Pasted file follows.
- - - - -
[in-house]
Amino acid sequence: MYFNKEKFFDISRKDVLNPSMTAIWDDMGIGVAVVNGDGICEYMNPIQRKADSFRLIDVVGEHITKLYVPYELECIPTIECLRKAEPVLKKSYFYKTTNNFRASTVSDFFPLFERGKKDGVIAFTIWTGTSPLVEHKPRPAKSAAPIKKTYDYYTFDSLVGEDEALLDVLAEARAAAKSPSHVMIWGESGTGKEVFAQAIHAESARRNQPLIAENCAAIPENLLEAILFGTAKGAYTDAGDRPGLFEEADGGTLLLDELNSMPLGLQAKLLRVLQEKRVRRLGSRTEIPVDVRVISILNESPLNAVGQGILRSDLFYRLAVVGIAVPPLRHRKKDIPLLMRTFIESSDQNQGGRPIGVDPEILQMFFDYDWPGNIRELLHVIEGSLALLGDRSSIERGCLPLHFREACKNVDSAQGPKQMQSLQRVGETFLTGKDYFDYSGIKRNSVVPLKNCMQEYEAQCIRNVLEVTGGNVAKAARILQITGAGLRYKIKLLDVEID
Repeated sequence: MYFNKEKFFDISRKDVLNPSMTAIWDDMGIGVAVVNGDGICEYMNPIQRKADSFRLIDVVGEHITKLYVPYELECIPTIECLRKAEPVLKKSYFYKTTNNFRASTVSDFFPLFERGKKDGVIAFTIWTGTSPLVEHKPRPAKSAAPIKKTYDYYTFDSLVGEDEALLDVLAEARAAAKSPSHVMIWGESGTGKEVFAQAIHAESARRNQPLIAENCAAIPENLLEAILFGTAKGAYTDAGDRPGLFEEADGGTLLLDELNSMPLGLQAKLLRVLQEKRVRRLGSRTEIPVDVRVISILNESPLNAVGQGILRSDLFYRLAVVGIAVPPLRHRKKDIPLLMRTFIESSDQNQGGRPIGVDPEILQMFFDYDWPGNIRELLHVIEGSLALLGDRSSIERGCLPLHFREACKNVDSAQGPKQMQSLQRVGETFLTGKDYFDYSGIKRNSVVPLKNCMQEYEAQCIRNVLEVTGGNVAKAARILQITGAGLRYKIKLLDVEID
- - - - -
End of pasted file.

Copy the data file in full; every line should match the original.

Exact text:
[in-house]
Amino acid sequence: MYFNKEKFFDISRKDVLNPSMTAIWDDMGIGVAVVNGDGICEYMNPIQRKADSFRLIDVVGEHITKLYVPYELECIPTIECLRKAEPVLKKSYFYKTTNNFRASTVSDFFPLFERGKKDGVIAFTIWTGTSPLVEHKPRPAKSAAPIKKTYDYYTFDSLVGEDEALLDVLAEARAAAKSPSHVMIWGESGTGKEVFAQAIHAESARRNQPLIAENCAAIPENLLEAILFGTAKGAYTDAGDRPGLFEEADGGTLLLDELNSMPLGLQAKLLRVLQEKRVRRLGSRTEIPVDVRVISILNESPLNAVGQGILRSDLFYRLAVVGIAVPPLRHRKKDIPLLMRTFIESSDQNQGGRPIGVDPEILQMFFDYDWPGNIRELLHVIEGSLALLGDRSSIERGCLPLHFREACKNVDSAQGPKQMQSLQRVGETFLTGKDYFDYSGIKRNSVVPLKNCMQEYEAQCIRNVLEVTGGNVAKAARILQITGAGLRYKIKLLDVEID
Repeated sequence: MYFNKEKFFDISRKDVLNPSMTAIWDDMGIGVAVVNGDGICEYMNPIQRKADSFRLIDVVGEHITKLYVPYELECIPTIECLRKAEPVLKKSYFYKTTNNFRASTVSDFFPLFERGKKDGVIAFTIWTGTSPLVEHKPRPAKSAAPIKKTYDYYTFDSLVGEDEALLDVLAEARAAAKSPSHVMIWGESGTGKEVFAQAIHAESARRNQPLIAENCAAIPENLLEAILFGTAKGAYTDAGDRPGLFEEADGGTLLLDELNSMPLGLQAKLLRVLQEKRVRRLGSRTEIPVDVRVISILNESPLNAVGQGILRSDLFYRLAVVGIAVPPLRHRKKDIPLLMRTFIESSDQNQGGRPIGVDPEILQMFFDYDWPGNIRELLHVIEGSLALLGDRSSIERGCLPLHFREACKNVDSAQGPKQMQSLQRVGETFLTGKDYFDYSGIKRNSVVPLKNCMQEYEAQCIRNVLEVTGGNVAKAARILQITGAGLRYKIKLLDVEID